Was there water, bottomlessly deep?

Prior to the universe there was no idea of existence or non-existence.

There was no awareness of matter, energy, space or time.

The universe seems to arise from some disturbance 

Of what? We do not know.

There was neither death nor immortality then.
There was no distinguishing sign of night nor of day.
That One breathed, windless, by its own impulse.
Other than that there was nothing beyond.

There was no idea of death or immortality then.

There was neither day nor night.

There was only the slightest awareness

Of motion appearing by itself

Darkness was hidden by darkness in the beginning,
with no distinguishing sign, all this was water.
The life force that was covered with emptiness,
that One arose through the power of heat.

Lack of motion was hidden by lack of awareness

Nothing was distinguishable, everything was the same

The motion that arose was surrounded by no motion

There alone was the power of awareness.

Desire came upon that One in the beginning,
that was the first seed of mind.
Poets seeking in their heart with wisdom
found the bond of existence and non-existence.

It was the desire that was the disturbance

It was the beginning of the mind

There was then the awareness of existence

That also brought the awareness of non-existence.

Their cord was extended across.
Was there below?
Was there above?
There were seed-placers, there were powers.
There was impulse beneath, there was giving forth above.

Scale was formed from physical motion to metaphysical awareness, 

All opposites, such as below and above, had a scale as well.

There was concrete reality, and the abstraction underlying it

There was desire below,  and there was change above.

Who really knows?
Who will here proclaim it?
Whence was it produced?
Whence is this creation?
The gods came afterwards, with the creation of this universe.
Who then knows whence it has arisen?

Before the beginning of awareness

There was non-awareness

Before the beginning of motion

Who would know what was there?

Any knower came afterwards with the creation

Who then knows how disturbance came to be?

Whence this creation has arisen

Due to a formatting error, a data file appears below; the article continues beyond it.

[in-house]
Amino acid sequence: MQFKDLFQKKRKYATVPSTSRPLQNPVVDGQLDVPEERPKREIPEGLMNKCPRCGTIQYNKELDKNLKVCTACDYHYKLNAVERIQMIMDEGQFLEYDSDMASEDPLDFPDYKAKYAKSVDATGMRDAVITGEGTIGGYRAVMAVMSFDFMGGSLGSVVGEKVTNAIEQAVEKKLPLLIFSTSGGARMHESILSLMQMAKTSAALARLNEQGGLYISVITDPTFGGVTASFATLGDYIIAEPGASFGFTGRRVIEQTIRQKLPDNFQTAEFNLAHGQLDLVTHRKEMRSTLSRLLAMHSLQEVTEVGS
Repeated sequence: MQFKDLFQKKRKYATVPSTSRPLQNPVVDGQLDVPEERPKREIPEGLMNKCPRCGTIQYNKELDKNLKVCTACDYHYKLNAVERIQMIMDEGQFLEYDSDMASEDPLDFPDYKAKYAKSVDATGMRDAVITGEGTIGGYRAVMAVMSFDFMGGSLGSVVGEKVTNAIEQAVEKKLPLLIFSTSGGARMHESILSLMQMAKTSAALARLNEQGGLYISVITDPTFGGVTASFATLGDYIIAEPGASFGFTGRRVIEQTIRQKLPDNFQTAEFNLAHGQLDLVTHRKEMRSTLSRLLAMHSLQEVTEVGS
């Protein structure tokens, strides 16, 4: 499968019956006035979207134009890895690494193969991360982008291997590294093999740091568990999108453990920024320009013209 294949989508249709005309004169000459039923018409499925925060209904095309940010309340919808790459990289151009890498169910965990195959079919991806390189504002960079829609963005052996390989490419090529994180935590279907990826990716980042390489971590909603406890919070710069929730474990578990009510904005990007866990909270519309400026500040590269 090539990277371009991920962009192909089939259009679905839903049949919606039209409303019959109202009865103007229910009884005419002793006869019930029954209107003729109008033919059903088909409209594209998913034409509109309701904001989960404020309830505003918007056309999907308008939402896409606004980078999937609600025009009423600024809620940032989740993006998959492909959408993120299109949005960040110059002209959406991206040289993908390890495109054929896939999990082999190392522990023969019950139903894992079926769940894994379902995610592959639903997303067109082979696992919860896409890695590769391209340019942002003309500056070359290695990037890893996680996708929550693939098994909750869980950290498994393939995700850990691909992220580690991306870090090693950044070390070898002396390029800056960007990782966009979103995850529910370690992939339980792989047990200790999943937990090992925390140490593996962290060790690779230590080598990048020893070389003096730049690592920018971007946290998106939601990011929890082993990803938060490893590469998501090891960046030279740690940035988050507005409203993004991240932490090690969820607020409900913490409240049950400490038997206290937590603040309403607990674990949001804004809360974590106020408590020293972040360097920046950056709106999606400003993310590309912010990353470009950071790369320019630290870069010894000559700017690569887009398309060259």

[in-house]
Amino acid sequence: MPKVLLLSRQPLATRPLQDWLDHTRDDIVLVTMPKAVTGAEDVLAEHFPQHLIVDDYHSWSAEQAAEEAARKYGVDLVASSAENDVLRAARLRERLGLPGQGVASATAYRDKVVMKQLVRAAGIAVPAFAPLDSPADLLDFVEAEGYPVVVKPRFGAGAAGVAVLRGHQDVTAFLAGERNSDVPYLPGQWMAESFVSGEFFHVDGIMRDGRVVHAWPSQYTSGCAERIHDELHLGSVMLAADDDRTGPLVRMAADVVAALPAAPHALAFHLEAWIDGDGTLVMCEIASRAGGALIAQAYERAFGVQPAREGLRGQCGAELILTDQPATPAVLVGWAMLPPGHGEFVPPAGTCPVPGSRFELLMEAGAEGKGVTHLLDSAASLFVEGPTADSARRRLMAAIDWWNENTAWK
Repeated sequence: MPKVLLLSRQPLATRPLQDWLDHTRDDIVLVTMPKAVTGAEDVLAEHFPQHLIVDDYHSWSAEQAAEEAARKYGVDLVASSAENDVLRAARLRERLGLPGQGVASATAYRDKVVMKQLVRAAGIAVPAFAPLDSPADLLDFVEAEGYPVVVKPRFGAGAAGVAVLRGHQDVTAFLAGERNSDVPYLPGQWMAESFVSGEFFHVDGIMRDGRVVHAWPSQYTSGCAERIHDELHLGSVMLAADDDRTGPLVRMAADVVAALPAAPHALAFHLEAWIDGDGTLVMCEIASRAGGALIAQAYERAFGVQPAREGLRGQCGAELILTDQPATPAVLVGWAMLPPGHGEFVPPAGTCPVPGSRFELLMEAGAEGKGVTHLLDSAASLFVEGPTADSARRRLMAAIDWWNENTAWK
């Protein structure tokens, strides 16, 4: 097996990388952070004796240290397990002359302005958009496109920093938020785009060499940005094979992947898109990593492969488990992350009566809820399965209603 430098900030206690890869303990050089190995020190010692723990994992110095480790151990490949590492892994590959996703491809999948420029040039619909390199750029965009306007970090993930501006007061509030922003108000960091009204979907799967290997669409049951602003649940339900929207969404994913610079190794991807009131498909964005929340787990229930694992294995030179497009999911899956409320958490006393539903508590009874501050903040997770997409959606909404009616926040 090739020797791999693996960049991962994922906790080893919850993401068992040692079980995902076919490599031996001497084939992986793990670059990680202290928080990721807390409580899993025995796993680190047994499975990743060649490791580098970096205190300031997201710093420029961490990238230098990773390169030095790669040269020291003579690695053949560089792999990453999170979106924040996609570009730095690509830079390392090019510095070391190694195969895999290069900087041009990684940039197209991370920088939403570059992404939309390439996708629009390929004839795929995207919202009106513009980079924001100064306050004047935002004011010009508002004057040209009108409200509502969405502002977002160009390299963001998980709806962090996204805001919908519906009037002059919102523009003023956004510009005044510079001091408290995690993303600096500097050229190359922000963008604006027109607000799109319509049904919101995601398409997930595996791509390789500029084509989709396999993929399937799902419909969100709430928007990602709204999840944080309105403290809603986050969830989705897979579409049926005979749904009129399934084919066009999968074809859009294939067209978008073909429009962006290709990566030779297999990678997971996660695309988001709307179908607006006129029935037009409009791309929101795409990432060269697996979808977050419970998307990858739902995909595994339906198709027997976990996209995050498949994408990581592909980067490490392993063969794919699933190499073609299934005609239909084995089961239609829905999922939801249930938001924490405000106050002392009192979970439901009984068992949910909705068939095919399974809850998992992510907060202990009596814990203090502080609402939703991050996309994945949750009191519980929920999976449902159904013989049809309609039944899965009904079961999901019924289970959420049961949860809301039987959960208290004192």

– perhaps it formed itself, or perhaps it did not –
the One who looks down on it,
in the highest heaven, only He knows
or perhaps He does not know.

The beginning of the universe is there

Perhaps it formed itself, or perhaps it did not

Maybe the broadest viewpoint of it

Could reveal the secret of the beginning

Or, perhaps, it may not.

 

Summary

  1. We do not know what was there prior to the beginning of the universe. So, we shall call that state BRAHMAN as referred to in the ancient Vedas. This is also the “noumenon” of Kant.

  2. The universe seems to arise from the disturbance of this earlier state of BRAHMAN, or absolute zero. This beginning is characterized by motion and awareness. This is also the “phenomenon” of Kant.

  3. When there is motion there is also awareness. When there is no motion there is no awareness. Thus, motion and awareness present two different aspects of disturbance.

  4. The dimension of disturbance may be represented by a ‘concrete-to-abstract’ scale with concrete motion at one end also appearing as abstract awareness at the other end.

  5. This scale may be formalized as physical motion that is getting increasingly abstracted as metaphysical awareness.

  6. Thus there is a gradient of abstraction from PHYSICAL to METAPHYSICAL just like there is a gradient of temperature from HOT to COLD.

 

COMMENTS: Einstein’s 1905 Paper on Relativity (Part 1)

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Reference: Disturbance Theory